Rule of Law reform efforts in developing areas face daunting challenges: (1) the stigma of imperialism when Western-style institutions are imposed, (2) the unwillingness of local communities to embrace the reforms, and (3) a severe shortage of resources – human, physical, and financial.
At the same time, some of these developing and post-conflict societies have highly functional customary law institutions (in Africa, e.g., a tribal chief applying a customary law handed down by oral tradition). These systems enjoy public confidence and function on very limited budgets – often providing prompt and accessible dispute resolution in the community. Unfortunately these indigenous systems do not always adhere to minimum standards of justice and human rights. In response, Rule of Law reformers in such communities are now working to codify customary law, and/or create rights of appeal from the customary courts.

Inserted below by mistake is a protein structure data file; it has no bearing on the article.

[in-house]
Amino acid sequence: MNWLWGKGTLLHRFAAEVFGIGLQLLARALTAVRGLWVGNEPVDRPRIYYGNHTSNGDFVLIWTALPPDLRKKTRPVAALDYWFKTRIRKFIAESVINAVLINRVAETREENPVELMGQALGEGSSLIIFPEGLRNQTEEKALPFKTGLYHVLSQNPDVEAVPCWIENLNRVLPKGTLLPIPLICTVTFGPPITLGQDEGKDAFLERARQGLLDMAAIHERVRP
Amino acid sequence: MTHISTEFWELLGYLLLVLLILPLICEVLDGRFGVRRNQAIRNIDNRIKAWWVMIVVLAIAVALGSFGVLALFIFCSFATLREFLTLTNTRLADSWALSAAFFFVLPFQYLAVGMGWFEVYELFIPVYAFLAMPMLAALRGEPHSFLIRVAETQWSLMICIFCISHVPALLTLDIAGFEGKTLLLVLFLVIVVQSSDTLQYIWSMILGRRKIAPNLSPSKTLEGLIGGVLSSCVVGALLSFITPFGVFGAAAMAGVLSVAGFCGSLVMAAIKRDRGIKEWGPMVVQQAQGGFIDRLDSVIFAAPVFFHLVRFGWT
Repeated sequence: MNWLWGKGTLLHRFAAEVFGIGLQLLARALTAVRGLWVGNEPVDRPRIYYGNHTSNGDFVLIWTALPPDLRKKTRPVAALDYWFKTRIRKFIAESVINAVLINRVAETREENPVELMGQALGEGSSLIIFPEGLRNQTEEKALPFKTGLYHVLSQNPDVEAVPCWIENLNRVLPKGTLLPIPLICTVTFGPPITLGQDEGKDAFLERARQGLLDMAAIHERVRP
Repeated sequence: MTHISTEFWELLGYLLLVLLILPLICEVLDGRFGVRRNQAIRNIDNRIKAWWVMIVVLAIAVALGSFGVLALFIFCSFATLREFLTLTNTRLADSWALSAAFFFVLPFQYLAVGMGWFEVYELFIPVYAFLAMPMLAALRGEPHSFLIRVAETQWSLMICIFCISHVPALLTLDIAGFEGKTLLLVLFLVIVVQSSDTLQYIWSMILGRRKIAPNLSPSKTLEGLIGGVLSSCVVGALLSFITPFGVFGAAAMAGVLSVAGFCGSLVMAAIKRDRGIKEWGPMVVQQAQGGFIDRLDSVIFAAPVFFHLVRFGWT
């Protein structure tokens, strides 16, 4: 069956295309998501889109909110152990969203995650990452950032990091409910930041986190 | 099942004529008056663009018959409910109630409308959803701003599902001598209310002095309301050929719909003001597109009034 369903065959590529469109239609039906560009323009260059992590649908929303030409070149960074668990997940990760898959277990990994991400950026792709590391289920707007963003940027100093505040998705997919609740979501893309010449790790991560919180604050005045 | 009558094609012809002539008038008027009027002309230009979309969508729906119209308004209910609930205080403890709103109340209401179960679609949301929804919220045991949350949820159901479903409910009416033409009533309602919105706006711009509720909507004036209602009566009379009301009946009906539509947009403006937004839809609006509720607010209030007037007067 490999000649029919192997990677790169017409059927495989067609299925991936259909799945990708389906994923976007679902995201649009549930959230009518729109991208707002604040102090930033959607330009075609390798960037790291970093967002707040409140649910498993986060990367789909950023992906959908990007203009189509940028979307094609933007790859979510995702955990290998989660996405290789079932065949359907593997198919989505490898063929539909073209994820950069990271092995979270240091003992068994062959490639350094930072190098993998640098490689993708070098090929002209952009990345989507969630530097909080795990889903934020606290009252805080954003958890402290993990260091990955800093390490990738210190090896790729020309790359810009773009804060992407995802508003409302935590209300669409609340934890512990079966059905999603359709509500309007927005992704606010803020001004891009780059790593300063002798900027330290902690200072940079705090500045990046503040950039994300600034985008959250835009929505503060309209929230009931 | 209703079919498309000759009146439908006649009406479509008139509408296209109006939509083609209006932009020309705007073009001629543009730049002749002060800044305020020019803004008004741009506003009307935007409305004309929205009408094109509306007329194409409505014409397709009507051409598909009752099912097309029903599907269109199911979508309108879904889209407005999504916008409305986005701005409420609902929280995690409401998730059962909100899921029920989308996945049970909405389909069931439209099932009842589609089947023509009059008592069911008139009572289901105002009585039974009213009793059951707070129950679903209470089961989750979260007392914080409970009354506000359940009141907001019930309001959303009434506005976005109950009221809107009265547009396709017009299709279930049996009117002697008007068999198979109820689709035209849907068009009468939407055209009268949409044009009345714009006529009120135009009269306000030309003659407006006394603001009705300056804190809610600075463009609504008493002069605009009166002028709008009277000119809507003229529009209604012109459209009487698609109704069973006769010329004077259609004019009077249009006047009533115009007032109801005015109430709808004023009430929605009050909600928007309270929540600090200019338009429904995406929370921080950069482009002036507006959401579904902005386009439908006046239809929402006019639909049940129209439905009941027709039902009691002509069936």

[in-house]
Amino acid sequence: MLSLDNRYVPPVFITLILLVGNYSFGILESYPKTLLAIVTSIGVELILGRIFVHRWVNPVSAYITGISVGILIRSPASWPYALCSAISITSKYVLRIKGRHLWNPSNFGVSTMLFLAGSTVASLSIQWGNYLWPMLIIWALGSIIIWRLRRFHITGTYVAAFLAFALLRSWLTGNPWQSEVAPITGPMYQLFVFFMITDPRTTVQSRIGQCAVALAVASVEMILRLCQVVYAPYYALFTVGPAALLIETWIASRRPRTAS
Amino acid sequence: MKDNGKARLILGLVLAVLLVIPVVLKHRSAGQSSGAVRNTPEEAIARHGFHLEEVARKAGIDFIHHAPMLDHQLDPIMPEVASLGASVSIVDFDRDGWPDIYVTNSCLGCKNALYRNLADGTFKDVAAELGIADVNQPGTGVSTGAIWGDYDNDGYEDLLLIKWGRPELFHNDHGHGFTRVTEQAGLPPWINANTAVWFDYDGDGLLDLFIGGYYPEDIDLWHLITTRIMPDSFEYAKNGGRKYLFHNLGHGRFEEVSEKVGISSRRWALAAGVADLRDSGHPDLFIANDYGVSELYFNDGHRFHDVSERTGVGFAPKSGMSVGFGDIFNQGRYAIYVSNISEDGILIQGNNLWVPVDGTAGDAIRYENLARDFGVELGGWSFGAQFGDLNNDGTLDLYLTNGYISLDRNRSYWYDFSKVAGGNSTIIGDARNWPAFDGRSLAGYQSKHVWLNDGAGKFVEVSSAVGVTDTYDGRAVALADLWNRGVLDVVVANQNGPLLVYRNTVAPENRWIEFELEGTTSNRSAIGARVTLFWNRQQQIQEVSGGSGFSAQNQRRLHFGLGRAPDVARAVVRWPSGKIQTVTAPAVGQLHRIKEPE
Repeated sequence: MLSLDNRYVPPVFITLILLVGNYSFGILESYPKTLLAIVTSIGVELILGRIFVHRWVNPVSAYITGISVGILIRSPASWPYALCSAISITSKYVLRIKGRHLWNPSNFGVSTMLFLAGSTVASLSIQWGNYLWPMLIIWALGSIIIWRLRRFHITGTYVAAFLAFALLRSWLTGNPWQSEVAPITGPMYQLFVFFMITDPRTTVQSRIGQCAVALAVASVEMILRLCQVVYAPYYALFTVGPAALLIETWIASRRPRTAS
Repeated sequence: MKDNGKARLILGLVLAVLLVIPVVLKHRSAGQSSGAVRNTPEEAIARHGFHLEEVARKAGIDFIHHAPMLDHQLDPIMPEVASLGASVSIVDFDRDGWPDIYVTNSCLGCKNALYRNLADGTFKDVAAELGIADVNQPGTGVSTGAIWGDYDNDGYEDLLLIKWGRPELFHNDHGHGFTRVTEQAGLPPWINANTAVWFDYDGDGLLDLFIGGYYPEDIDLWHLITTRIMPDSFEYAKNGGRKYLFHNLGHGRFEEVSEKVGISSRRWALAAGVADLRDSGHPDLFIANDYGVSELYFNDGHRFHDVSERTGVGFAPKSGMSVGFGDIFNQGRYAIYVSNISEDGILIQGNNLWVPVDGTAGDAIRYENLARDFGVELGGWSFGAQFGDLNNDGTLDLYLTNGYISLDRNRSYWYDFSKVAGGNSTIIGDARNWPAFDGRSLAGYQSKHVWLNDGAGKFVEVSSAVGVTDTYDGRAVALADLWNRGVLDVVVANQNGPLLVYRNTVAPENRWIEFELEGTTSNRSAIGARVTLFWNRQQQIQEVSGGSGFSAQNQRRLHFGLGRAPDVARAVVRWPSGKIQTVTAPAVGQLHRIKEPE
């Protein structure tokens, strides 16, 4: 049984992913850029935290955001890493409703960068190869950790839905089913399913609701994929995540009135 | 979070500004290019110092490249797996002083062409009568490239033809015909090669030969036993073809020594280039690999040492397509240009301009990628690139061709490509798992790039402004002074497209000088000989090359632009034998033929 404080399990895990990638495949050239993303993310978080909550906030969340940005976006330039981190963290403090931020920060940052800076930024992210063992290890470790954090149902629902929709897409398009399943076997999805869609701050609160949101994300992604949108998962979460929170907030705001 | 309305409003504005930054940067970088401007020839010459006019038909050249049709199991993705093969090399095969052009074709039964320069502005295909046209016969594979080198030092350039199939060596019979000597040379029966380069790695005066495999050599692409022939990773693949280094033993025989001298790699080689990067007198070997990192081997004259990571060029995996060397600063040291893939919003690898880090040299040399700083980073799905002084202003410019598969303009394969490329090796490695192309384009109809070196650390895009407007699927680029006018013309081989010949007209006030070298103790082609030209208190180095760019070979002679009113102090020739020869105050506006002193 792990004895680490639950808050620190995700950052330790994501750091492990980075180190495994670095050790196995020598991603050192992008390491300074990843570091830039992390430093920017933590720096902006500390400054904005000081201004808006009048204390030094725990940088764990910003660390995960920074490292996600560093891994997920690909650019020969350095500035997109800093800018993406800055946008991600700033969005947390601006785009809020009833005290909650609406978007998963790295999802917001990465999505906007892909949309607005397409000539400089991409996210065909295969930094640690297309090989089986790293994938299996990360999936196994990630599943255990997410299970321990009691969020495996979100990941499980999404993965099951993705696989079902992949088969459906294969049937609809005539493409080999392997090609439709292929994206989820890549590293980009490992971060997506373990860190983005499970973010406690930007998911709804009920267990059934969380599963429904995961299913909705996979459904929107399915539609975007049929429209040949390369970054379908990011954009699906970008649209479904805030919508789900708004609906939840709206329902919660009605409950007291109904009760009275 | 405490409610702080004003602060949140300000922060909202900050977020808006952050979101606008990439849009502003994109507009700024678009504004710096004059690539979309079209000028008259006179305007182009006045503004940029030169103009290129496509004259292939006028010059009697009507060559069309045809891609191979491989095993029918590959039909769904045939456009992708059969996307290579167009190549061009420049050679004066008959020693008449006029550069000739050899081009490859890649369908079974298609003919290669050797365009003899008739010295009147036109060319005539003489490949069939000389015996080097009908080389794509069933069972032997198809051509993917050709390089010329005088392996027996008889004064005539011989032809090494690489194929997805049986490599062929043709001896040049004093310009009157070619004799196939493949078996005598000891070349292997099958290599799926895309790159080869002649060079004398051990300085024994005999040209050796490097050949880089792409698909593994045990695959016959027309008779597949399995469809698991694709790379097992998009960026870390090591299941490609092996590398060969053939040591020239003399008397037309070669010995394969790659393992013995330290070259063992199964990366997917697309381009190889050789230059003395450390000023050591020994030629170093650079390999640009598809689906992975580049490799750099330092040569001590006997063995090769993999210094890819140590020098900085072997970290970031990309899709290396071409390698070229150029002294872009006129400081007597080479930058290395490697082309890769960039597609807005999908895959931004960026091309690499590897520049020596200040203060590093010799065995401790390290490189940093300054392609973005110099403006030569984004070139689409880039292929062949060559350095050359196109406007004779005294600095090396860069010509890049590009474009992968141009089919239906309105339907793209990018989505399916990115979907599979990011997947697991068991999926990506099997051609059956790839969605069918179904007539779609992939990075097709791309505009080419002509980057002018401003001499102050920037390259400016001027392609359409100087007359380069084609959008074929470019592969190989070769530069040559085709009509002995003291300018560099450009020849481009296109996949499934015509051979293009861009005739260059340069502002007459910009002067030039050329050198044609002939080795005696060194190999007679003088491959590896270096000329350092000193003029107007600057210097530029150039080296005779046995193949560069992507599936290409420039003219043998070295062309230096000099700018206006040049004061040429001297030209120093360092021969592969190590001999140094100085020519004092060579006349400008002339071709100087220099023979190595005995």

These efforts, however, threaten to deprive the indigenous communities of ownership of and control over their law. Rule of law reformers must learn the lessons of colonialism, lest they perpetrate a new imperialism. Instead, customary adjudication should be subject only to collateral review. Statutory courts should defer fully to customary law adjudicators on the principles and application of customary law, and review their decisions only for compliance with minimum standards of justice and human rights (ideally those recognized in the local constitution and international human rights instruments the country has ratified). Collateral review dignifies customary adjudication by respecting the customary courts' determinations of law, while providing a safety net for those whose fundamental rights may be violated in customary court process. This approach eschews the cultural imperialism inherent in so many rule of law reforms, relying on the more appropriate, and ultimately more effective, indigenous systems to build the rule of law in a way that the local populations will recognize, respect and, hopefully, embrace.